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Second pedestrian hit, killed

By Daniel Silliman

dsilliman@news-daily.com

A 68-year-old man was hit by a truck and killed while walking down a dark street, one week after a 36-year-old woman died the same way.

Gene Stuckey, a truck driver, was trying to walk from Walt Stephen's Road to his home on Emerald Drive, according to Clayton County Police reports. Stuckey had parked his commercial vehicle at Walker's Nursery, 2024 Walt Stephen's Road, less than a mile from his Jonesboro home. When he heard his wife was going to be late to pick him up, he reportedly said he was going to just walk.

More than halfway there, nearing the corner of his street, Stuckey was struck from behind by a silver-colored Chevy S-10 pickup, and was immediately killed, according to the police report.

Stuckey was wearing black boots, black slacks, a dark blue jacket with dark red and green sleeves and a dark green, camouflage hat, when he was killed. The 56-year-old man driving the Chevy told police that he didn't see the pedestrian until after he hit him.

Stuckey, hit at about 11 p.m., Thursday, was pronounced dead at the scene.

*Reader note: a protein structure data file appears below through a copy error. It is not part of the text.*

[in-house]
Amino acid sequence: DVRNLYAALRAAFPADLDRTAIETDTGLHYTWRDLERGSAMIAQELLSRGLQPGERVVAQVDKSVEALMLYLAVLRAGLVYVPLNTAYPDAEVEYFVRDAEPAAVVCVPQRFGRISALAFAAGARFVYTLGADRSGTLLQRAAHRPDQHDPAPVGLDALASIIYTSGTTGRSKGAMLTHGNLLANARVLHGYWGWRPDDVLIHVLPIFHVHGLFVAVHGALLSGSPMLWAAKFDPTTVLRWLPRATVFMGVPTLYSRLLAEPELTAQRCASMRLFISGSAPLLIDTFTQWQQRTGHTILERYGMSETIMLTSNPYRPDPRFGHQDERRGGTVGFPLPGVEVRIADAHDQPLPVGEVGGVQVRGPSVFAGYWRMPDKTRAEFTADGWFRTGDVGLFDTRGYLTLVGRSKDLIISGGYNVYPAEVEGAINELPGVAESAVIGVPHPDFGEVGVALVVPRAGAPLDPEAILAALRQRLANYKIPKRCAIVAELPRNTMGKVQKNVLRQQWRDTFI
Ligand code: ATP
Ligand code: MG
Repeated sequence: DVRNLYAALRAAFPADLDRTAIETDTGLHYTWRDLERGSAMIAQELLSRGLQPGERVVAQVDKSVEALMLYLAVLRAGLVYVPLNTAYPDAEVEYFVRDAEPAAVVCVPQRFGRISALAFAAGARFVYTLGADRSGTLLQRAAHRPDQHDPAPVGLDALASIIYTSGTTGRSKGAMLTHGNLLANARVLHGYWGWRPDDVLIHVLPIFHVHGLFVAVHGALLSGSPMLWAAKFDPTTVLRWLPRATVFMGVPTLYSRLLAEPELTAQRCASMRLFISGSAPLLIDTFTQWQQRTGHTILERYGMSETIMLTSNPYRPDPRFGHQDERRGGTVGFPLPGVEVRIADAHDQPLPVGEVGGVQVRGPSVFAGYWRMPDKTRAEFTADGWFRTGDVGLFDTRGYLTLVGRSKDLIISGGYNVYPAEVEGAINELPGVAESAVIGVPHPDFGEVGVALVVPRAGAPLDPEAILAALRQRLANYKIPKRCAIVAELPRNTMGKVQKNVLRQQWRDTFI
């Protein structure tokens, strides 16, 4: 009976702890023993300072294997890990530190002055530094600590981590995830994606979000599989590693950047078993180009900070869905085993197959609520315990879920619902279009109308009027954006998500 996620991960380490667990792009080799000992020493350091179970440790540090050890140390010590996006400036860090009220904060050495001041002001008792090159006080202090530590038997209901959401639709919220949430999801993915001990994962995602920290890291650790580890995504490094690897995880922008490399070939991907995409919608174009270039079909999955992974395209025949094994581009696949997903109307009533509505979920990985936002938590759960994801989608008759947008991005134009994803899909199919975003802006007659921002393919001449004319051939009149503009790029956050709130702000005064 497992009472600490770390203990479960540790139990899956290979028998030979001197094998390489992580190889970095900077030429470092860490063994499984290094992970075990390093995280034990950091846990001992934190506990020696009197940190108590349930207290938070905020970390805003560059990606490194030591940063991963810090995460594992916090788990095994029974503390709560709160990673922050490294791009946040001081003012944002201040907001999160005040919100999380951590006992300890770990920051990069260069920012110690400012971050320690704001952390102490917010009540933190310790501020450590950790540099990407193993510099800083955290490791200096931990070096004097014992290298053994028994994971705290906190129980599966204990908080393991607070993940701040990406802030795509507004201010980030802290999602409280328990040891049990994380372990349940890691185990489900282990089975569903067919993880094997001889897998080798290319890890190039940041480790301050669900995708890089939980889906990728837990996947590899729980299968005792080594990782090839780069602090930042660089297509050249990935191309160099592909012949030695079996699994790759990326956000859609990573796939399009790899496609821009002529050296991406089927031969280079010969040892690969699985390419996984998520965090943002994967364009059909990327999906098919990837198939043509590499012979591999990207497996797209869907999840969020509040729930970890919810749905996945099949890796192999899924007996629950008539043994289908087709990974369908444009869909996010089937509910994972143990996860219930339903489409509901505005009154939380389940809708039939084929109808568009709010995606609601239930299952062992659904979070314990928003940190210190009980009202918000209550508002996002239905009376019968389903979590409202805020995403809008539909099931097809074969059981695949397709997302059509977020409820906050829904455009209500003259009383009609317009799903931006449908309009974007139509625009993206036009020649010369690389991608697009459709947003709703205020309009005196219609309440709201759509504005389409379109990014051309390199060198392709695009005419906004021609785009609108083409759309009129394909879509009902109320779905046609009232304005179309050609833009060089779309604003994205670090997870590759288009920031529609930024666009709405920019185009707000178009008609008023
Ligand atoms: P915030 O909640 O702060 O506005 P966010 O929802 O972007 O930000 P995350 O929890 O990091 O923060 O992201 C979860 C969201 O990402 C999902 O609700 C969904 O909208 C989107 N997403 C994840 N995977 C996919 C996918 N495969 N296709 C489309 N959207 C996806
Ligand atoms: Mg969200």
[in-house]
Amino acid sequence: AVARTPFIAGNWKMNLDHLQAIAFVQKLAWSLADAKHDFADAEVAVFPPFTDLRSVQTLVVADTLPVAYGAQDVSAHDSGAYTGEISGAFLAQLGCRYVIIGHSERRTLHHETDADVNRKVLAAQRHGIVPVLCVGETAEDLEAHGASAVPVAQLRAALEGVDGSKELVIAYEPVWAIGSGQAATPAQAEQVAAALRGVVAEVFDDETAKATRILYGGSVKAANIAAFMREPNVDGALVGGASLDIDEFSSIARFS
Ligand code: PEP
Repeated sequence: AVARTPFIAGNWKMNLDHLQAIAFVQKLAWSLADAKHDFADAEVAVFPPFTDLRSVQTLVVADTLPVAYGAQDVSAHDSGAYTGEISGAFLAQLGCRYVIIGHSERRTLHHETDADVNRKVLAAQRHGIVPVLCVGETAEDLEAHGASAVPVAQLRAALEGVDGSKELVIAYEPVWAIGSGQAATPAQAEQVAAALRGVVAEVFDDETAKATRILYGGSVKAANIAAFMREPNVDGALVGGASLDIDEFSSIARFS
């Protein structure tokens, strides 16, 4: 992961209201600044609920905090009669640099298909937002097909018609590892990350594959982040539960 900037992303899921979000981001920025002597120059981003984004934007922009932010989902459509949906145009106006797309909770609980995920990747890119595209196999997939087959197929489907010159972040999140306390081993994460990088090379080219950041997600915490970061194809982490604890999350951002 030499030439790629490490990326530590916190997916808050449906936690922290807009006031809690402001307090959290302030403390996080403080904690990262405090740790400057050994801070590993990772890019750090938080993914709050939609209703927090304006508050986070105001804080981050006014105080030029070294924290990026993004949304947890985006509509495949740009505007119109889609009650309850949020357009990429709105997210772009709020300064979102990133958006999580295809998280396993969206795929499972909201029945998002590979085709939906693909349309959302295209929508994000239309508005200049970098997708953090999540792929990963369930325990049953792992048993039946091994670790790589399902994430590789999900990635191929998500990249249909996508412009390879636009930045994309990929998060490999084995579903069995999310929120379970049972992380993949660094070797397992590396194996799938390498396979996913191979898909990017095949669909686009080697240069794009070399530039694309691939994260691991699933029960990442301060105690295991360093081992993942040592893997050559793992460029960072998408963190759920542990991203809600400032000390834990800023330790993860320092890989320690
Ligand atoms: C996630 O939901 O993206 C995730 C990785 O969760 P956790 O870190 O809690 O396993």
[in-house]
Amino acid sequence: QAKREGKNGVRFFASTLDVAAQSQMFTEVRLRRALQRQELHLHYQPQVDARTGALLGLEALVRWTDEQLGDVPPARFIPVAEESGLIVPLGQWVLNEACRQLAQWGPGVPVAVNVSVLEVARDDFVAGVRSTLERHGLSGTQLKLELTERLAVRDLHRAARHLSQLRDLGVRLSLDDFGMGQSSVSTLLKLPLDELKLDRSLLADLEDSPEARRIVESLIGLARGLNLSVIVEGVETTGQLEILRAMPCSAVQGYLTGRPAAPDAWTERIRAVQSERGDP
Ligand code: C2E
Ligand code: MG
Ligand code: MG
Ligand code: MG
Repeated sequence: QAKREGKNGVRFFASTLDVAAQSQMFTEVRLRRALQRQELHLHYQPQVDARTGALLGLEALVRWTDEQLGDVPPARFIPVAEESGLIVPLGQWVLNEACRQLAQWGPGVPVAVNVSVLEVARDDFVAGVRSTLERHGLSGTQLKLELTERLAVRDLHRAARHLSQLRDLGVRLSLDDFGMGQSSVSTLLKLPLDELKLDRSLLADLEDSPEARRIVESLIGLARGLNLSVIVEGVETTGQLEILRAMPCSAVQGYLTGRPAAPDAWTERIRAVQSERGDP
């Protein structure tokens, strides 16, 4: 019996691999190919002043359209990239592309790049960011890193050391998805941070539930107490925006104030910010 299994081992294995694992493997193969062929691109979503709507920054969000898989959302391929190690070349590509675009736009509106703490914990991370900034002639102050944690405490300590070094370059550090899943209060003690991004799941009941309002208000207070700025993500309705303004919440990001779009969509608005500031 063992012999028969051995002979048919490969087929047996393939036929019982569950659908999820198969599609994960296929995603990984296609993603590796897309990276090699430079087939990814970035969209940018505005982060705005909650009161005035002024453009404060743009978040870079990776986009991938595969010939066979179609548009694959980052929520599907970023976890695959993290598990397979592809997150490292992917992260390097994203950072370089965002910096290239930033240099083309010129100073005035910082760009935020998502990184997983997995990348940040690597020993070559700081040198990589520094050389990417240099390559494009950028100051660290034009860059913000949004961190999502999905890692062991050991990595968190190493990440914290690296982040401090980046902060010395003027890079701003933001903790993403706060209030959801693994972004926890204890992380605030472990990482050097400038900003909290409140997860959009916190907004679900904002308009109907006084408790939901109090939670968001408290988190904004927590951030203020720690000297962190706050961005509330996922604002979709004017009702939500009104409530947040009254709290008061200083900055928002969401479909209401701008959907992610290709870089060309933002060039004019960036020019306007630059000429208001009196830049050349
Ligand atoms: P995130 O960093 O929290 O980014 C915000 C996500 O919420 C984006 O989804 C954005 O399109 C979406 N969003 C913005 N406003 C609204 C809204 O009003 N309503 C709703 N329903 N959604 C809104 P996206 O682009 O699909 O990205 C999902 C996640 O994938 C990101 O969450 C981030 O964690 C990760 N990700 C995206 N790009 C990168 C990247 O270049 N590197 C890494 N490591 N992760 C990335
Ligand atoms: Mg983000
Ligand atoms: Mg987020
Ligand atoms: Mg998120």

Exactly a week before, on Jan. 31, Carolyn Seamore, of Atlanta, was hit by a pickup truck while standing on a dark street wearing dark clothes.

Seamore was trying to direct traffic around a disabled car and a minor traffic snarl, outside of Forest Park, according to police reports. Seamore, hit by a white Dodge Ram at about 7:30 p.m., was reportedly thrown about 65 feet and was pronounced dead where she landed.

"We have a lot of these pedestrian deaths every year," said Capt. Greg Dickens, police department spokesman. "It seems like they're always wearing dark clothing, blue jeans and dark jackets and black T shirts. A lot of times, the only light-colored thing the victim is wearing is the tennis shoes, and that blends in with the fog line."

Dickens said that if people are forced to walk along the road in the dark, or stand in a dark street, they should:

· Wear reflective clothing

· Wear light-colored clothing

· Use a flash light

· Use an emergency flare

"I've personally responded to a ton of these," the captain said, "and I've never had a person who was wearing the proper clothing get hit. I'm not saying it doesn't happen, but I've never seen it."